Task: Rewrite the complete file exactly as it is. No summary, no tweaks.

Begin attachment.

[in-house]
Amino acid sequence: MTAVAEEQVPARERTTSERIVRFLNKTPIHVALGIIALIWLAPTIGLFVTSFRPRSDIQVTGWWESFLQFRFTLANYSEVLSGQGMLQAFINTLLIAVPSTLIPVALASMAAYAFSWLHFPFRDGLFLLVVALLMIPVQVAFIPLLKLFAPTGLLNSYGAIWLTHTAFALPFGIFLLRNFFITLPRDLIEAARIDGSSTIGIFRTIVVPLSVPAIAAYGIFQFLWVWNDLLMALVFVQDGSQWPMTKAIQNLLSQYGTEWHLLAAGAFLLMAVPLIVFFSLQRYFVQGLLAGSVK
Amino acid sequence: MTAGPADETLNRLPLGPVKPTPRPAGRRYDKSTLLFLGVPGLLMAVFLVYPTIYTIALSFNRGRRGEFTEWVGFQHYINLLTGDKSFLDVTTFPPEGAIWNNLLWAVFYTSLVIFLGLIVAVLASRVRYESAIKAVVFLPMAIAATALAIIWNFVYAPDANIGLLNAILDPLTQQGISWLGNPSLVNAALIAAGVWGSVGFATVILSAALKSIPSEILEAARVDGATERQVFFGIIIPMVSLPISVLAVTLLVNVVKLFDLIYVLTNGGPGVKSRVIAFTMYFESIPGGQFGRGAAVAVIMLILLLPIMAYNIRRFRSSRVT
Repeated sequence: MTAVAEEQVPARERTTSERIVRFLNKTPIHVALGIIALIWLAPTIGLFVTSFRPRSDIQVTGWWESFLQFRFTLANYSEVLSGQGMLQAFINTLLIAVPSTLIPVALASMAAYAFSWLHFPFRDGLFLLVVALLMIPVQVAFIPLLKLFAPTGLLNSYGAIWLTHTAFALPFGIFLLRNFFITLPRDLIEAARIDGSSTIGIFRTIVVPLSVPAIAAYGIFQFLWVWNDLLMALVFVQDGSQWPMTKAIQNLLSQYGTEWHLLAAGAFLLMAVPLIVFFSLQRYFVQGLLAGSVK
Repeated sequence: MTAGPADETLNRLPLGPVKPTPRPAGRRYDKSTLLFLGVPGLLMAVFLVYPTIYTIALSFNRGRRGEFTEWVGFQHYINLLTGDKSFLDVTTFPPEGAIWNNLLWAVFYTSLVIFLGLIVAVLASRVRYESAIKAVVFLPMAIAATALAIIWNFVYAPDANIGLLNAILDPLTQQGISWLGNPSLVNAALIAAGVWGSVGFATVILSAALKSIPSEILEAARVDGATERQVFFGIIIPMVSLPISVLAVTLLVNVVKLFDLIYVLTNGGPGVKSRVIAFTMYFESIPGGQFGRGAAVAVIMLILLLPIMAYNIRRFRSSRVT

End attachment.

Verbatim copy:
[in-house]
Amino acid sequence: MTAVAEEQVPARERTTSERIVRFLNKTPIHVALGIIALIWLAPTIGLFVTSFRPRSDIQVTGWWESFLQFRFTLANYSEVLSGQGMLQAFINTLLIAVPSTLIPVALASMAAYAFSWLHFPFRDGLFLLVVALLMIPVQVAFIPLLKLFAPTGLLNSYGAIWLTHTAFALPFGIFLLRNFFITLPRDLIEAARIDGSSTIGIFRTIVVPLSVPAIAAYGIFQFLWVWNDLLMALVFVQDGSQWPMTKAIQNLLSQYGTEWHLLAAGAFLLMAVPLIVFFSLQRYFVQGLLAGSVK
Amino acid sequence: MTAGPADETLNRLPLGPVKPTPRPAGRRYDKSTLLFLGVPGLLMAVFLVYPTIYTIALSFNRGRRGEFTEWVGFQHYINLLTGDKSFLDVTTFPPEGAIWNNLLWAVFYTSLVIFLGLIVAVLASRVRYESAIKAVVFLPMAIAATALAIIWNFVYAPDANIGLLNAILDPLTQQGISWLGNPSLVNAALIAAGVWGSVGFATVILSAALKSIPSEILEAARVDGATERQVFFGIIIPMVSLPISVLAVTLLVNVVKLFDLIYVLTNGGPGVKSRVIAFTMYFESIPGGQFGRGAAVAVIMLILLLPIMAYNIRRFRSSRVT
Repeated sequence: MTAVAEEQVPARERTTSERIVRFLNKTPIHVALGIIALIWLAPTIGLFVTSFRPRSDIQVTGWWESFLQFRFTLANYSEVLSGQGMLQAFINTLLIAVPSTLIPVALASMAAYAFSWLHFPFRDGLFLLVVALLMIPVQVAFIPLLKLFAPTGLLNSYGAIWLTHTAFALPFGIFLLRNFFITLPRDLIEAARIDGSSTIGIFRTIVVPLSVPAIAAYGIFQFLWVWNDLLMALVFVQDGSQWPMTKAIQNLLSQYGTEWHLLAAGAFLLMAVPLIVFFSLQRYFVQGLLAGSVK
Repeated sequence: MTAGPADETLNRLPLGPVKPTPRPAGRRYDKSTLLFLGVPGLLMAVFLVYPTIYTIALSFNRGRRGEFTEWVGFQHYINLLTGDKSFLDVTTFPPEGAIWNNLLWAVFYTSLVIFLGLIVAVLASRVRYESAIKAVVFLPMAIAATALAIIWNFVYAPDANIGLLNAILDPLTQQGISWLGNPSLVNAALIAAGVWGSVGFATVILSAALKSIPSEILEAARVDGATERQVFFGIIIPMVSLPISVLAVTLLVNVVKLFDLIYVLTNGGPGVKSRVIAFTMYFESIPGGQFGRGAAVAVIMLILLLPIMAYNIRRFRSSRVT